• July 31, 1999, 8:23 a.m. CST

    To Powerslave from Warrior

    by Warrior

    Listen, cretin, I'll give YOU a bad name. How about asshole?

  • July 31, 1999, 2:26 p.m. CST

    IT WILL BE GOOD IF IT IS ACTUALLY FUNNY!!

    by darren

    Here's my two cence. This film will be a success if it is actually funny! It's billing itself as a comedy, so that's what I'll expect.

  • Aug. 1, 1999, 2:42 p.m. CST

    Thoughts on the Warrior

    by Silent_Boba

    You, Warrior, are the bane of any human with more than one active brain cell. Not even ONE of your posts here consists of anything other than flaming, bashing and trashing other users and demonstrating your truly amazing lack of anything resembling intelligent thought patterns. You are a pathetic piece of semi-organic life matter masquerading as a man, when in reality you and your ilk are the stuff that underlies the whale shit at the bottom of the sea. That said, this will be the last time that I acknowledge your existence, and I would recommend that others here do the same. Warrior thrives on the reactions he gets from those he trashes; eliminate his food source, and he will dry up and blow away.

  • Aug. 1, 1999, 11:16 p.m. CST

    Harry's not reviewing he's projecting

    by Tall_Boy

    -and that is the fundamental mistakes that movie reviewers make most of the time. They don't review the work on screen, they think "Well, it would have been cooler/more dramatic/scarier, etc." if this happened. Also, with his ever-flip-floping reviews and perspectives, his style just goes from lame, to pathetic, to just not a sound basis to make a decision on because the guy can't even make a decision if he likes it or not. Quite frankly, I wanted to see Iron Giant originally, but after having Harry hype it, I'm not so sure. How can I trust a man who said that "The Haunting is better than Star Wars". . .*shakes head in disgust'*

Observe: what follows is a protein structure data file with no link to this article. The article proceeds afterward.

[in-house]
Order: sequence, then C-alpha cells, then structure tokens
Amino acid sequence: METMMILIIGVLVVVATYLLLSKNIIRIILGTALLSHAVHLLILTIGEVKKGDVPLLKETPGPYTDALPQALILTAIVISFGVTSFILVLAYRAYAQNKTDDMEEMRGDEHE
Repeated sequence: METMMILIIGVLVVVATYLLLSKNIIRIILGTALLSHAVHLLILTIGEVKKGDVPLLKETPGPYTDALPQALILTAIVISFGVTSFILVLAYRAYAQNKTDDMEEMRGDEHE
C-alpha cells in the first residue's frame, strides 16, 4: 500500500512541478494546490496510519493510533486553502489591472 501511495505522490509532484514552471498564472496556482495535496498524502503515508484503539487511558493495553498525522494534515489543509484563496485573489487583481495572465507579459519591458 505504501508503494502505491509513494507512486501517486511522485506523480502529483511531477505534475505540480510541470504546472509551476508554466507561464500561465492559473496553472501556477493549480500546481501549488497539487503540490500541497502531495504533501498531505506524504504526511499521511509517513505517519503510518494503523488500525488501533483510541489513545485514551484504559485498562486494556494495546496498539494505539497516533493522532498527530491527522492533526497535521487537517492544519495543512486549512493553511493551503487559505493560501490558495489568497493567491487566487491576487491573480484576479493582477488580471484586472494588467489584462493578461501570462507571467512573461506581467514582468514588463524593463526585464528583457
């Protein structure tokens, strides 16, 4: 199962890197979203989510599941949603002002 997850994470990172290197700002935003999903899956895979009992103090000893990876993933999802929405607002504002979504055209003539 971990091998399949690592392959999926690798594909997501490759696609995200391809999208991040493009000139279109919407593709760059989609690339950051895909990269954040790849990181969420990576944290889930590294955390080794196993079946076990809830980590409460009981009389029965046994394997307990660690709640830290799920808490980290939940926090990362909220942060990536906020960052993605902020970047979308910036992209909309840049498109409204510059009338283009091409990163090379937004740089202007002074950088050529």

• Aug. 3, 1999, 7:22 a.m. CST

    Another example, for those of you still reading.

    by EvilNight

    Slashdot has posted a forum for reviews of the Blair Witch at "http://slashdot.org/article.pl?sid=99/08/02/1336249&mode=thread", and they are up to a hundred posts in that discussion so far. Take a look at that and see how the talkbacks are organized - it proves my point better than anything I could say here.

  • Aug. 3, 1999, 11:49 p.m. CST

    Good point HobGoblin

    by Brendan3

    Very well said. I couldn't agree more. You were also right in that I deliberately went after "Warrior" each time he posted. I have to admit I was trying to piss him off. I supose it's only natural after he came at me unprovoked. But, you're right and we should be above that.

  • Aug. 5, 1999, 9:53 p.m. CST

    Mysterymen vs. The Tick!

    by ironburl